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Ben Roethlisberger boosts Steelers' morale, expectations with his play at training camp

GERRY DULAC
Pittsburgh Post-Gazette (TNS)
Pittsburgh Steelers quarterback Ben Roethlisberger drops back to pass during practice Monday, Aug. 17, 2020, at Heinz Field in Pittsburgh. (Peter Diana/Pittsburgh Post-Gazette via AP)

Three weeks into training camp and there is nothing different about Ben Roethlisberger’s progress or his ability to throw the ball, which is good news for the Steelers.

If there is any question, let tight end Vance McDonald put any concerns to rest.

“I would say he’s all the way back for sure,” McDonald said. “I love having him back.”

According to multiple sources who work with Roethlisberger, he is “throwing better than ever” and there are no changes to how he throws the ball or the manner in which he delivers his throws. If anything, the Steelers have had to back off how much they let him throw on practice days.

And, according to McDonald, he couldn’t believe what he was seeing the first time he saw Roethlisberger throw a ball in an informal workout session with his teammates. That was months ago, and nothing has changed.

“He was making some insane throws, off his back foot, across the field,” McDonald said. “I just remember in that moment thinking, ‘Golly, he is really back. It’s crazy and awesome to see.”

Then he added, “I was talking to Eric (Ebron) and I was like, ‘Dude, it’s so fun to see Ben like this.’ He’s pushing his arm to the limit, really testing to see what it can do. It was really cool to see.”

Returning from surgery: McDonald was echoing what many have been saying about Roethlisberger, who is returning from surgery to repair three detached flexor tendons in his right elbow. But it was the effusive manner in which McDonald talked about having the two-time Super Bowl-winning quarterback back in the huddle that was so different from his other teammates and coaches.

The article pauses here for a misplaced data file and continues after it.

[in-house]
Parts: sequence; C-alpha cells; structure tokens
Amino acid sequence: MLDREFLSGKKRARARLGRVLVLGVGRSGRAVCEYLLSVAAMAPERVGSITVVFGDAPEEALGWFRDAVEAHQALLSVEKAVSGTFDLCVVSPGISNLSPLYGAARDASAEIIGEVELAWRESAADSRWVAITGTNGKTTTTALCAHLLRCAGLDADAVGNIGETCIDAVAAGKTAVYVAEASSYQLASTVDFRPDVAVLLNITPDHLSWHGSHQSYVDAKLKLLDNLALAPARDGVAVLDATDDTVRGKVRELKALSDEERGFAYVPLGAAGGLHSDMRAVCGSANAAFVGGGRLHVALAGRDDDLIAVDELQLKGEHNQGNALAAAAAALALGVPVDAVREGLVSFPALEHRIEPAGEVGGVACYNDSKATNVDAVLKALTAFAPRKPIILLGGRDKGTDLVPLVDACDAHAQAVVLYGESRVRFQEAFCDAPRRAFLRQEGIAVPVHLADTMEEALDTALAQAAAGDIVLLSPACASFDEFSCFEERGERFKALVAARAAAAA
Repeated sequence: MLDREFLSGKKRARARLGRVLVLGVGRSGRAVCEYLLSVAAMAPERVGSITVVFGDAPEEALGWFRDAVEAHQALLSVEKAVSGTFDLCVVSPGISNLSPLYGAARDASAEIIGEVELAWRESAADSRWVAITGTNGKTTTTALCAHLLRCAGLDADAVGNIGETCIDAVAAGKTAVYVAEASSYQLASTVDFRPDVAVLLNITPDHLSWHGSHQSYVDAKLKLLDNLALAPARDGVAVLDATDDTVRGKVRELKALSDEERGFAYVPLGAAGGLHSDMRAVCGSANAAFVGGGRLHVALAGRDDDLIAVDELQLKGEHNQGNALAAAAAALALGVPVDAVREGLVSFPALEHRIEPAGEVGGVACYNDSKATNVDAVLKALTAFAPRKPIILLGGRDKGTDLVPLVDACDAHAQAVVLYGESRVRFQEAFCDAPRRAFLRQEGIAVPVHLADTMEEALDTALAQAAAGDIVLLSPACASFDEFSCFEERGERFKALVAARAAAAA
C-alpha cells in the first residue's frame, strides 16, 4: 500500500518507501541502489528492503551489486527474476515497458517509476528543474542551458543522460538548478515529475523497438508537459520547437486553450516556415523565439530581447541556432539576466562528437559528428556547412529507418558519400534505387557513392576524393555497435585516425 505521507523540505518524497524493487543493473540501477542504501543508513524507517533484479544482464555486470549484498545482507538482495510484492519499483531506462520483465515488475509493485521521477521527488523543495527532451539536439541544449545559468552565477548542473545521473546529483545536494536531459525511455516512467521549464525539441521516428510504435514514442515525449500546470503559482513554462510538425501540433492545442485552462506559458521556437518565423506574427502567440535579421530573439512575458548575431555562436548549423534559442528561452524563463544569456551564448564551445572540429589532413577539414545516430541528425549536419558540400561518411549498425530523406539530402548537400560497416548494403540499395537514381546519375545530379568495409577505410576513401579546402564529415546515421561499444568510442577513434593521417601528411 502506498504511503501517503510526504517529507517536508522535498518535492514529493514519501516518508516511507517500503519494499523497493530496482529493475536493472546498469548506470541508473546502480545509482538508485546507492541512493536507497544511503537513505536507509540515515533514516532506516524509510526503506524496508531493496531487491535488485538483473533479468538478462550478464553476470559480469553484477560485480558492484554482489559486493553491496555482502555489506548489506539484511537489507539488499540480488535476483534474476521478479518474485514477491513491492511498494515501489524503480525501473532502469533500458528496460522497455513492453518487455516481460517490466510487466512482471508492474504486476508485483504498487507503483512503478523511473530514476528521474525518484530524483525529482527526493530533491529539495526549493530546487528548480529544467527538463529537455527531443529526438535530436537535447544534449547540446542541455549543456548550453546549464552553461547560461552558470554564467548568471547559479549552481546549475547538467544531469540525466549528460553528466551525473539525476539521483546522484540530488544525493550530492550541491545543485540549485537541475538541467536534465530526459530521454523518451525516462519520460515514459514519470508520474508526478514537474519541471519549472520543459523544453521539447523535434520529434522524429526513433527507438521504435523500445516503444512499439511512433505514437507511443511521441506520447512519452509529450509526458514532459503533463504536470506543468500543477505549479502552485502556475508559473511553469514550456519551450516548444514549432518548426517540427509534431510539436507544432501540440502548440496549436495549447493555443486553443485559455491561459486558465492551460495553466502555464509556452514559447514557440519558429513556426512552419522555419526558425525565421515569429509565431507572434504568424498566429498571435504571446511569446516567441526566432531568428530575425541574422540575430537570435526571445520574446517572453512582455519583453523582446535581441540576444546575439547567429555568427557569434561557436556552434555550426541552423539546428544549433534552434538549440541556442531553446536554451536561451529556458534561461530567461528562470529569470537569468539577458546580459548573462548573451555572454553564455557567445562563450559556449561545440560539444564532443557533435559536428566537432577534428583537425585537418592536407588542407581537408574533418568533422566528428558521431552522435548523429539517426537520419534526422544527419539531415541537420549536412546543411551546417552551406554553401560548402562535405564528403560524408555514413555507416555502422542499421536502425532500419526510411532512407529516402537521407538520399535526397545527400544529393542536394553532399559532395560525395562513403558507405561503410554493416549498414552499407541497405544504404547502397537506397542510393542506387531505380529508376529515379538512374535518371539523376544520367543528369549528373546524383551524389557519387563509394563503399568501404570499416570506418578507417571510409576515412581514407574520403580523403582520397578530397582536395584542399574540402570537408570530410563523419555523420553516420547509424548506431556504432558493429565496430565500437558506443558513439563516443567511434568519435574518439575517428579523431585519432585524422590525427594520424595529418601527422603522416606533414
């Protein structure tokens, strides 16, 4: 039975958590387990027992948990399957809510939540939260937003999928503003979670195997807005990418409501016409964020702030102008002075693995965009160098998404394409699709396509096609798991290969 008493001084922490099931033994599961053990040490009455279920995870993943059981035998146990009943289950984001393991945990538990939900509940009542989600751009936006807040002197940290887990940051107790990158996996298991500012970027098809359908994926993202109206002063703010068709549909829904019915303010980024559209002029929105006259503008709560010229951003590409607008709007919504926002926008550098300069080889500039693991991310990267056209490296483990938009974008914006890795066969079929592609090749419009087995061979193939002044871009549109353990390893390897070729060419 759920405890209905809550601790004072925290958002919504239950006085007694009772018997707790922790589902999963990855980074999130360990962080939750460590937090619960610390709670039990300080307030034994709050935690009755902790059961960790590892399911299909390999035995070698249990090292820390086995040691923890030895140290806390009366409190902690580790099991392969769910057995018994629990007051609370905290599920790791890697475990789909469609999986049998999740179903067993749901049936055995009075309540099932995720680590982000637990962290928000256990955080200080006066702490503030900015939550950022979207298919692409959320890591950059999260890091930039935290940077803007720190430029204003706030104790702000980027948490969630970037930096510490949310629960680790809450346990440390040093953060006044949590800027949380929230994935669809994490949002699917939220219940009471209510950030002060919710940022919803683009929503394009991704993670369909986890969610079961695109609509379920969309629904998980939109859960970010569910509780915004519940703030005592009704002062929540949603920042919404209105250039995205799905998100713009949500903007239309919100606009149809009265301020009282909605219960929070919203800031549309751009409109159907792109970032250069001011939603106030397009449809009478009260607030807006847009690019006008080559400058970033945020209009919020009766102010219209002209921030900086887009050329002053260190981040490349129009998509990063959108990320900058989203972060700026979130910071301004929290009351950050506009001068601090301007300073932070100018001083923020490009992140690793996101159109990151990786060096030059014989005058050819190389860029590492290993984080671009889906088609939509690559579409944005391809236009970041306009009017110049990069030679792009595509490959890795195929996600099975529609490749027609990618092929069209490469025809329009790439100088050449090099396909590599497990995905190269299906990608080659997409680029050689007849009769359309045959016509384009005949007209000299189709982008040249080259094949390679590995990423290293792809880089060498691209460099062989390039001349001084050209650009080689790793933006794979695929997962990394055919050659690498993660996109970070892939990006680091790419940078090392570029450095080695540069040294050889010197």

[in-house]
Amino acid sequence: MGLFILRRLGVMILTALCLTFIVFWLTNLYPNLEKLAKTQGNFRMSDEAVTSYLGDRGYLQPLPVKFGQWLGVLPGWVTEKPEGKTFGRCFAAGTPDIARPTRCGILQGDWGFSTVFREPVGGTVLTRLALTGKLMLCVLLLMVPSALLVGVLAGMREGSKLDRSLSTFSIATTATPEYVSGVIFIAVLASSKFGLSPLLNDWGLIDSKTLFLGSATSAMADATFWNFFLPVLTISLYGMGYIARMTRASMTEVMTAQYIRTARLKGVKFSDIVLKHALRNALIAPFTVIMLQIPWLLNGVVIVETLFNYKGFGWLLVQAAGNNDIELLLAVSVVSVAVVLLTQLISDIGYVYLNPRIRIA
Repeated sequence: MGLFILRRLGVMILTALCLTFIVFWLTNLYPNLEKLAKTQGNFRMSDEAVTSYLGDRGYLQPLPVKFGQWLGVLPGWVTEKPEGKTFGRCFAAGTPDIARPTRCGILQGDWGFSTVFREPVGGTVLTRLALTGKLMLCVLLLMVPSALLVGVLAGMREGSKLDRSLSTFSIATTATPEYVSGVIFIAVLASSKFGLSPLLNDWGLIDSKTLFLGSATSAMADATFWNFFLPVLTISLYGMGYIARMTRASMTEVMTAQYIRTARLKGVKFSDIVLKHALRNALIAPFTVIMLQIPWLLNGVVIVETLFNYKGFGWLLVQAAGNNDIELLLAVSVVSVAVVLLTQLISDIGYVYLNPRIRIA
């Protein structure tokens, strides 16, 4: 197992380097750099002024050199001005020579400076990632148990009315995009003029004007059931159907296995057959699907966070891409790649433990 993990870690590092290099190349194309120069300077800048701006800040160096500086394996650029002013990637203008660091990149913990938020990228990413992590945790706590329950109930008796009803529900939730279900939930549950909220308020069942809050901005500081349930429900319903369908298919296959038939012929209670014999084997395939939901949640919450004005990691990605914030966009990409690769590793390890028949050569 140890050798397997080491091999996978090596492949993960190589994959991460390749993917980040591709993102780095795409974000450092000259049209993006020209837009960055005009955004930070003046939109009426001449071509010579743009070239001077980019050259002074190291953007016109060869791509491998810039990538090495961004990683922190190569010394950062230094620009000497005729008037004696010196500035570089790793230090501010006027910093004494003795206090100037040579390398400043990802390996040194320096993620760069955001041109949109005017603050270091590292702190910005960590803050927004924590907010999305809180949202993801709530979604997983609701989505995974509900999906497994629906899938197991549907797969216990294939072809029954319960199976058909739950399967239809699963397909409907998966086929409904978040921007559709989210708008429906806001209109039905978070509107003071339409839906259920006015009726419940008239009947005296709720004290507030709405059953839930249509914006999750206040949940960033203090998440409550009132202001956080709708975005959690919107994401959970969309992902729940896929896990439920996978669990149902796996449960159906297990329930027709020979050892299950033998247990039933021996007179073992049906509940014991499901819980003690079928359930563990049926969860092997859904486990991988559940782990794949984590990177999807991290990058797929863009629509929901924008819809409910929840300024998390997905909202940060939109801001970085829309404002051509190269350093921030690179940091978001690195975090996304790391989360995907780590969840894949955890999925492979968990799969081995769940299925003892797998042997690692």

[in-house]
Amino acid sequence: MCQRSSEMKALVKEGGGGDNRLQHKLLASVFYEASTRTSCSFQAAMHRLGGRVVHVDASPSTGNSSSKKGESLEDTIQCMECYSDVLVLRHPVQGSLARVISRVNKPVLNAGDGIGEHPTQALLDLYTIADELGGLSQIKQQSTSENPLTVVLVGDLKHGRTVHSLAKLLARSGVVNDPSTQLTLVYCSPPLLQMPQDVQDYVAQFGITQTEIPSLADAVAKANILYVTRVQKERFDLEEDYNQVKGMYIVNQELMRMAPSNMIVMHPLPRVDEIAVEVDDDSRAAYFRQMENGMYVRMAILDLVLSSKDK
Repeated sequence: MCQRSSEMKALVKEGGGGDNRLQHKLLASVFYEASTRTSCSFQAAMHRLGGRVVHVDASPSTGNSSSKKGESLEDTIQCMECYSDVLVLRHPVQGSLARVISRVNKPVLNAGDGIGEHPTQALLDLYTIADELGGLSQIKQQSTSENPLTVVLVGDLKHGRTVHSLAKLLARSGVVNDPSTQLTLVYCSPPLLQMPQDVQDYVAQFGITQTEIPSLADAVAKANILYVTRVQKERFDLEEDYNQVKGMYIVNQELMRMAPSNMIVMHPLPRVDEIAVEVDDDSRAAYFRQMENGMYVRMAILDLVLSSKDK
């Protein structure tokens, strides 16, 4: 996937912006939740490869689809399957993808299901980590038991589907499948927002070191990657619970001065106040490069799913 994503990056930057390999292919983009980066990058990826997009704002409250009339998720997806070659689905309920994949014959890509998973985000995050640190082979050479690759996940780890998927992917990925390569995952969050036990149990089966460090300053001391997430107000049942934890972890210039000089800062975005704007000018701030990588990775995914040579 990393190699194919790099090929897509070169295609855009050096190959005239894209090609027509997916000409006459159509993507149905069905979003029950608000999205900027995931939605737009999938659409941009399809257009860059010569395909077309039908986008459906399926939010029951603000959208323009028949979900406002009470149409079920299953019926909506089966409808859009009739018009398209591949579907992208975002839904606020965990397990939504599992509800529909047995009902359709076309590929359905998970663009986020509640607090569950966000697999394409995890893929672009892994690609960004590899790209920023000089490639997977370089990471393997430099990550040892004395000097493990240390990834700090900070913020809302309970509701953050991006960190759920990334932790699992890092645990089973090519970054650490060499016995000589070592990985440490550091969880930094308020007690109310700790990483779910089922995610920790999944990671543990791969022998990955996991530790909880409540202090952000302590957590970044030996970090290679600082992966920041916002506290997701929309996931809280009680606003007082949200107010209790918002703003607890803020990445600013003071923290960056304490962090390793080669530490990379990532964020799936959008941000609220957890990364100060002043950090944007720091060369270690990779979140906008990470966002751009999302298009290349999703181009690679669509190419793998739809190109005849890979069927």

“I’m not afraid to say as he goes, we all go,” said McDonald, who sits next to Roethlisberger in the Steelers locker room. “This is the fourth year I’ve been here, and this is the most I’ve ever seen in terms of his hunger for wanting a championship.

“Being able to go through a heavy surgery for a quarterback and be where he is right now, it’s made him so hungry. The way he attacks a day is just different from what I’ve seen of him since I got here in 2017. I’m loving the leadership from him, the hunger and fire. You will notice that trickle down to the entire offense. Guys are just, like, flocking to him.”

Offense needs boost: Roethlisberger’s return should do wonders for an offense that couldn’t muster touchdowns in the final 10 games, especially in the red zone. The Steelers ranked last in the league in red-zone touchdown percentage (35%) last season — a drop from a league-best 73.47% in 2018.

What’s more, just having him in the backfield will prevent teams from doing what they did last season when defenses would stack the line of scrimmage, daring Mason Rudolph and/or Devlin Hodges to beat them. Doing that with Roethlisberger will send a lot of defensive coordinators to the unemployment line.

That should be a big boost for running back James Conner, who will need one after last season’s disappointing and injury-interrupted season. Conner rushed for only 464 yards in 2019, the first time in 52 years the Steelers’ leading rusher had fewer than 500 yards in a season.

“I think what Ben brings to the table that is so unique is the experience that he has in the red zone, which we sorely missed last year with young quarterbacks,” said offensive coordinator Randy Fichtner. “You’re not going to fool him. He’s going to throw a touchdown where you’re just going to say, ‘Wow.’ That’s what those experienced, top-flight, best quarterbacks in the league do. I keep saying his abilities on third down, that experience, that’s the thing you can’t put a value on that he brings to the table.”

Making everyone better: But it’s just not that.

“I think the biggest thing with Ben is not that he is just a talented player in his own right, it is what he does for the people around him,” said five-time Pro Bowl guard David DeCastro. “He has the ability to make you play better, to force you to play better because he expects it. It is similar to [Maurkice] Pouncey in a way that true leaders aren’t just good players, you have to have that ability. They demand your best when you are out there, and you fall in line. That is a true leader.

“He has that presence in the huddle, and he expects the best from you and expects you not to lose. The more I have been around him through the years, he has always had that. I think that is what makes him great.”

Don’t believe him? Just ask McDonald.